Abstract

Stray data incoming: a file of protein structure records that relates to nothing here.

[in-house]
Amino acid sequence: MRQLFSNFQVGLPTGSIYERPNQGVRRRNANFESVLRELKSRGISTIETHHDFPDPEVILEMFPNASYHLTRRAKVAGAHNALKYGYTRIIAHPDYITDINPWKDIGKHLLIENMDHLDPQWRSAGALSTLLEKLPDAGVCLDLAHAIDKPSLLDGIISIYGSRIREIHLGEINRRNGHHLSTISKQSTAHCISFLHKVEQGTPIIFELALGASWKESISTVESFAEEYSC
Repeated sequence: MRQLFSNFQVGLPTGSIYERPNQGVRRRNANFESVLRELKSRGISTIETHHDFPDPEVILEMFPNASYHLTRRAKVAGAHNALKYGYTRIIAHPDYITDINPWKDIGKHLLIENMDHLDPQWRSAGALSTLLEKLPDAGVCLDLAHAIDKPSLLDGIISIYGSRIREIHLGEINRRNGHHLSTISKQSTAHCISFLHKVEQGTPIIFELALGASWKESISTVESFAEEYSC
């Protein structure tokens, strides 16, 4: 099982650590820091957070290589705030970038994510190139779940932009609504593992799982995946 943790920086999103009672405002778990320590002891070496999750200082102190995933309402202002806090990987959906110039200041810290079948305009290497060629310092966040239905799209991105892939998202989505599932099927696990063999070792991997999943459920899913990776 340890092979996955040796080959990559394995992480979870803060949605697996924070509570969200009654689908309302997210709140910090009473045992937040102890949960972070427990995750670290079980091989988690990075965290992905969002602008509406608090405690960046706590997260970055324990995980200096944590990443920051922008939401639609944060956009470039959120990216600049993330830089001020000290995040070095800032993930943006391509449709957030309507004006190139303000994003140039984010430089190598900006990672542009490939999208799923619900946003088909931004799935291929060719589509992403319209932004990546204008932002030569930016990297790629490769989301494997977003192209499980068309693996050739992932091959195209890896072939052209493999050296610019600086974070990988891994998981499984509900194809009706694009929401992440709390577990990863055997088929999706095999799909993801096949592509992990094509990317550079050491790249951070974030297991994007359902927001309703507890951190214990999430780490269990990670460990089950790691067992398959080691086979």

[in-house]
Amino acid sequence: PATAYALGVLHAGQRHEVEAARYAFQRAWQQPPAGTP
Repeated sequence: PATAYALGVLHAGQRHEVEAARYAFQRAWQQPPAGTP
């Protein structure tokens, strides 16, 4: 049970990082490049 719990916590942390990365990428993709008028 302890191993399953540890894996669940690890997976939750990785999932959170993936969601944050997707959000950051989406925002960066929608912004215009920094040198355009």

Robert Jameson is generally remembered for championing Neptunist geology (originated by Abraham Werner) during its early 19th century competition with the rival Plutonist theory (initiated by James Hutton). Hutton's ideas prevailed, and Jameson's intellectual transition to Plutonism is documented in the surviving notes taken by students who attended his lectures at Edinburgh University: one early record is from 1809, a second record is from c.1820, and four sets of notes are from the early 1830s. Of the latter four, two have not been previously considered from a geological perspective and prove to be the most revelatory of Jameson's conversion; notes compiled by the Royal Navy surgeon Robert McCormick are particularly comprehensive. Although Jameson attempted to maintain the essentials of Werner's theory for its well-ordered stratigraphy, he progressively adopted a Plutonist approach to more contentious issues such as the origin of granite, veining, and mountain building. Jameson used Edinburgh's Salisbury Crags sill for field demonstrations and the students’ notes illustrate his changing views in terms of the origins of this classic geological feature. Of the students whose lecture notes survive, it is only McCormick for whom Jameson appears to have been a lasting geological influence.

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